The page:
A Peking Duck Dinner to Celebrate Our 10th Anniversary

By:  buzz-of-the-orient  •  4 days ago  •  32 comments

A Peking Duck Dinner to Celebrate Our 10th Anniversary

A Peking Duck Dinner to Celebrate Our 10th Anniversary

A photo from December 5th 2008.  It was a legal civil form of wedding with no guests or witnesses, so no need to dress.  Our traditional wedding ceremony followed late in January with guests, a reception, and more formal wear. 

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So Wednesday was our 10th Anniversary, which we celebrated by going to a roast duck restaurant a short walk from our home.

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Traditionally a mixture of spices and oils is rubbed on the skin of the duck, and it is hung in an oven over burning logs. Earlier in the day the oven door was open and the ducks hanging, but I didn't have my camera. In these two photos the door is only partly open. The photos were taken through an outdoor window and you can see the reflection of stools that were outside for people waiting for a table.

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From outside I took this photo of the chefs carving the ducks. In Beijing, the duck was carved beside our table:

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We go into the restaurant - above is a balcony ringing the room with tables. The restaurant was very busy, and we had to wait a half hour for a table.

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Looking to the right, again we see the chefs carving:

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There is a small salad buffet with veggies and sauces:

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We sit at a table that again differs from tradition as it has a hot pot of boiling duck soup in the centre which thankfully is not very spicy. We had ordered only half a duck, and the slices are spread on a metal plate. You can also see a small dish to the right with round paper-thin pancakes, and between the duck and the soup another dish with slivers of scallions, and a tiny bowl of thick plum sauce. The custom is to make a wrap with the pancake, duck, scallions and sauce, and eat it by hand.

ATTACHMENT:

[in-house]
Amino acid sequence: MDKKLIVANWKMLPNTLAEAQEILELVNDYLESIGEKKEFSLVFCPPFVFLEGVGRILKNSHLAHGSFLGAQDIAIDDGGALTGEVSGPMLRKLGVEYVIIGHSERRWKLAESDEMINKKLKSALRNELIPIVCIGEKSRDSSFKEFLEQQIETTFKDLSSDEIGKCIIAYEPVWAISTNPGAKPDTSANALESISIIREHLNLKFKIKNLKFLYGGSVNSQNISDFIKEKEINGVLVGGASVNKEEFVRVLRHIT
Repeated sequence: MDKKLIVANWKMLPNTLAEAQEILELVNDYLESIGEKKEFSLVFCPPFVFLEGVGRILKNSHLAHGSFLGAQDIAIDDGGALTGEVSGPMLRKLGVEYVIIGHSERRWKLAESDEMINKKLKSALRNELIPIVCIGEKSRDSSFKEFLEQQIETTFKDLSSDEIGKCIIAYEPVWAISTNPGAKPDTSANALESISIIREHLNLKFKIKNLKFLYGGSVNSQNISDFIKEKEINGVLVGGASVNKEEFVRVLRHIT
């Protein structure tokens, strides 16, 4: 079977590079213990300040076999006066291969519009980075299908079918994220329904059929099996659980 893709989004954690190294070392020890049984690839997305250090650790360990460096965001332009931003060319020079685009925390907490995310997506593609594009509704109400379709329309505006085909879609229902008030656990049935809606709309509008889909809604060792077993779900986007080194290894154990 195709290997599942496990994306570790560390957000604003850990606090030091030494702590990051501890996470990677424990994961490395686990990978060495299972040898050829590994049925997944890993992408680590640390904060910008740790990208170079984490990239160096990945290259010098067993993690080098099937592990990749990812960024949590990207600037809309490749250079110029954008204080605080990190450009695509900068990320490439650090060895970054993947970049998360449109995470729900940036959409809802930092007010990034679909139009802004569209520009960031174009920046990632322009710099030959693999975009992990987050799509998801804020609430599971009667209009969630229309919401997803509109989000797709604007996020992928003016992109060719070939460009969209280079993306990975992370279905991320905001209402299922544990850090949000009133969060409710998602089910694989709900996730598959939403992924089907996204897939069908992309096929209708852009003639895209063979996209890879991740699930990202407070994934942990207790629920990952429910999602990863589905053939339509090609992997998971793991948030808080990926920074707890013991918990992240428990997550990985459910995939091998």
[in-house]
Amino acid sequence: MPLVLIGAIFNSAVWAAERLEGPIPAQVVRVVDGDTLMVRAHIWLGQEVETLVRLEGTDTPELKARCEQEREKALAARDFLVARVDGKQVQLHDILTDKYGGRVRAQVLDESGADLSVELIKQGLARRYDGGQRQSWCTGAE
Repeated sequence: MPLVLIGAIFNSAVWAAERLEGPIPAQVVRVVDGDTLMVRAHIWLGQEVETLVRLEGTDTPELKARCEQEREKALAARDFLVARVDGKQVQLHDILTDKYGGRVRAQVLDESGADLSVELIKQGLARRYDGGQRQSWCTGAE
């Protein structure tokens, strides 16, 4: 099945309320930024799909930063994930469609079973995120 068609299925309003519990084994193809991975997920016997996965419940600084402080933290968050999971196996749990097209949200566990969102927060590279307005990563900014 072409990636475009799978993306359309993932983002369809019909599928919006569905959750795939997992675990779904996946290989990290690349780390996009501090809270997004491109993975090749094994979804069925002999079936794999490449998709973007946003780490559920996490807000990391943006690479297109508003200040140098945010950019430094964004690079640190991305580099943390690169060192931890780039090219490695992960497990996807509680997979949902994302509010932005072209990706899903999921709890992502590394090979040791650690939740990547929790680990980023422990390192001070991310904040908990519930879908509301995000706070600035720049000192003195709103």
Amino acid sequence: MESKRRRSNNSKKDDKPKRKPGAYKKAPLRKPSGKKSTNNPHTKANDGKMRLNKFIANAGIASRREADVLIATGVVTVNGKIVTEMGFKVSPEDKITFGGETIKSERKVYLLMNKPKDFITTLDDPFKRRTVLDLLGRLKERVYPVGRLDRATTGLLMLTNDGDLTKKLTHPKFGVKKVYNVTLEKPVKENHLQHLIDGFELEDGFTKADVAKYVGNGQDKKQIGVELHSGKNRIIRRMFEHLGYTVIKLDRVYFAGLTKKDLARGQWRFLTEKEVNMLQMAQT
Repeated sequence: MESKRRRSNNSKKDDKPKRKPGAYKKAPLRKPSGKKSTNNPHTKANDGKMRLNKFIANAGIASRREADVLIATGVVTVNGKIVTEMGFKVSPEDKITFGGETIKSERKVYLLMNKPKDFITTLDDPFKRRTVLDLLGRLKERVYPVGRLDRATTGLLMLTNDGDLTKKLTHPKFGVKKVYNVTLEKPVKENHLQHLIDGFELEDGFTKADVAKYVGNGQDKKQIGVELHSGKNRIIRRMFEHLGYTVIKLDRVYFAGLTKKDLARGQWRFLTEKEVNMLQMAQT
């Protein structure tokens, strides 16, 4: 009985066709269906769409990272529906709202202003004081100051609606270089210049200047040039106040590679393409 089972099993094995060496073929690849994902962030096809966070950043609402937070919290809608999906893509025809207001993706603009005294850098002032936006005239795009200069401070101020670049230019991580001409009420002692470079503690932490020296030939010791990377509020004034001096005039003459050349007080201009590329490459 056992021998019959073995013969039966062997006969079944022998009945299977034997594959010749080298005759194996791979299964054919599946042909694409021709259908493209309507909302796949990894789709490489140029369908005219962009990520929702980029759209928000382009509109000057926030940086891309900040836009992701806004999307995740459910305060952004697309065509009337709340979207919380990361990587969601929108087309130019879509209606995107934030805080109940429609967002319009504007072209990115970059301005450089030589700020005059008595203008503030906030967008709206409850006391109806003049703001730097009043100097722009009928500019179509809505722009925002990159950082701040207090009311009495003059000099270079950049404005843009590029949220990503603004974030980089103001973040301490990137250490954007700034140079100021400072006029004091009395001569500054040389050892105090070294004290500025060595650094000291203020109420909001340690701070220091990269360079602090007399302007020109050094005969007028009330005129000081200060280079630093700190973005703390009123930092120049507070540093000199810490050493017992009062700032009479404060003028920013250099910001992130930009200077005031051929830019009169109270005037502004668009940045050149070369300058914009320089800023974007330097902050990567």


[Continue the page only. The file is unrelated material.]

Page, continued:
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We order various veggies and meatballs to boil in the soup. Other dishes were brought to our table as well, and we drank hot tea.

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We finished our meal and the bill came right away. We had my wife's mother and niece with us, and the bill for enough food to fill the four of us was 160 Yuan. the equivalent of around US$27. There is no tipping in China.

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Outside, we walk past trees strung with lights.

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And we come to this structure prematurely celebrating the new year at the corner across from our home.

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So we had a photo taken of us as a memory.

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Buzz of the Orient
1  author  Buzz of the Orient    4 days ago

Has anyone else ever eaten a genuine Peking Duck dinner?  It is one of the three things, as has been said, that is necessary to do in order to know China.  Eat a Peking Duck dinner, climb The Great Wall, and watch the Peking Opera.  I've done all 3, and much much more. 

 
 
Kavika
2  Kavika     4 days ago

Great photo essay Buzz. Congratulations to you and Mrs. Buzz. 

I've eaten Peking Duck, been to the great wall to I haven't watched the Peking Opera. After my experience at the Sydney Opera it probably wouldn't be a good idea. LOL

 
 
Buzz of the Orient
2.1  author  Buzz of the Orient  replied to  Kavika @2    3 days ago

Thank you Kavika.  You cannot believe how NOISY the Peking Opera is, but it is an experience.

You were TO The Great Wall, but were you ON it.

 
 
Kavika
2.1.1  Kavika   replied to  Buzz of the Orient @2.1    3 days ago
You were TO The Great Wall, but were you ON it.

Yes I was on the wall...Great experience.

 
 
Galen Marvin Ross
3  Galen Marvin Ross    3 days ago
We go into the restaurant - above is a balcony ringing the room with tables. The restaurant was very busy, and we had to wait a half hour for a table.

I believe it doesn't matter what country you are in this saying holds true in all of them, "You can tell a good restaurant by how busy it is", the duck looked delicious Buzz and, as far as how to eat it, as soon as you mentioned the pancakes, I figured the best way to eat them was to wrap the duck in it, I'm glad my instincts still work.

I've never really had a chance to travel the world but, if it came I would probably make Asia a first stop.

 
 
Buzz of the Orient
4  author  Buzz of the Orient    3 days ago